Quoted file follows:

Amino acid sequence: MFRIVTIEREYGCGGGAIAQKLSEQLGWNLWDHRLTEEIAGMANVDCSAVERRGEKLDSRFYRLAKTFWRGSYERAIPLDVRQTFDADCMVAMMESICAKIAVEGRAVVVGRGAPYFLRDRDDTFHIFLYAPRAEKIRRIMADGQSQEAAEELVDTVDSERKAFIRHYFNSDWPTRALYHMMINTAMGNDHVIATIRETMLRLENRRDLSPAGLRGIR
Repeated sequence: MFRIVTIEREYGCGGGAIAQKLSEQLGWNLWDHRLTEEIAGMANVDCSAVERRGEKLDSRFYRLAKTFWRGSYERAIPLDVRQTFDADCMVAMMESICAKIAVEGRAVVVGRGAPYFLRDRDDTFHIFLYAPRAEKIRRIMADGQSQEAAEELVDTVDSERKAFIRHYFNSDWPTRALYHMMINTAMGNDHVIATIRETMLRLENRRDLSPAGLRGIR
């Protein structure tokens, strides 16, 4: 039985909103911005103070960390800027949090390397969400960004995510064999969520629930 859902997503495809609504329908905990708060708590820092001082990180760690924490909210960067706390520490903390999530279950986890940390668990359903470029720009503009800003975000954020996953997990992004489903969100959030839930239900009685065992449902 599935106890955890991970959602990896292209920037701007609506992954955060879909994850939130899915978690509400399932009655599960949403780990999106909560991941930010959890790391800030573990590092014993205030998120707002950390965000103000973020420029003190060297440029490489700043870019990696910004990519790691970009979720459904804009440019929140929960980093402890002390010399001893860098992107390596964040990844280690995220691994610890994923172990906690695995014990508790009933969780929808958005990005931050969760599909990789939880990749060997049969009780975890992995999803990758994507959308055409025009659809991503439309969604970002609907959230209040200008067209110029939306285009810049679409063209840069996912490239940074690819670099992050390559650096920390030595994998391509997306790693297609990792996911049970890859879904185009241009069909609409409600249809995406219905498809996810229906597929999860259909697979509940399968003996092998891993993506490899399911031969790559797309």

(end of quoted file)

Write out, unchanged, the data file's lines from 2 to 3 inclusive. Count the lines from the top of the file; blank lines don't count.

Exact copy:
Repeated sequence: MFRIVTIEREYGCGGGAIAQKLSEQLGWNLWDHRLTEEIAGMANVDCSAVERRGEKLDSRFYRLAKTFWRGSYERAIPLDVRQTFDADCMVAMMESICAKIAVEGRAVVVGRGAPYFLRDRDDTFHIFLYAPRAEKIRRIMADGQSQEAAEELVDTVDSERKAFIRHYFNSDWPTRALYHMMINTAMGNDHVIATIRETMLRLENRRDLSPAGLRGIR
């Protein structure tokens, strides 16, 4: 039985909103911005103070960390800027949090390397969400960004995510064999969520629930 859902997503495809609504329908905990708060708590820092001082990180760690924490909210960067706390520490903390999530279950986890940390668990359903470029720009503009800003975000954020996953997990992004489903969100959030839930239900009685065992449902 599935106890955890991970959602990896292209920037701007609506992954955060879909994850939130899915978690509400399932009655599960949403780990999106909560991941930010959890790391800030573990590092014993205030998120707002950390965000103000973020420029003190060297440029490489700043870019990696910004990519790691970009979720459904804009440019929140929960980093402890002390010399001893860098992107390596964040990844280690995220691994610890994923172990906690695995014990508790009933969780929808958005990005931050969760599909990789939880990749060997049969009780975890992995999803990758994507959308055409025009659809991503439309969604970002609907959230209040200008067209110029939306285009810049679409063209840069996912490239940074690819670099992050390559650096920390030595994998391509997306790693297609990792996911049970890859879904185009241009069909609409409600249809995406219905498809996810229906597929999860259909697979509940399968003996092998891993993506490899399911031969790559797309």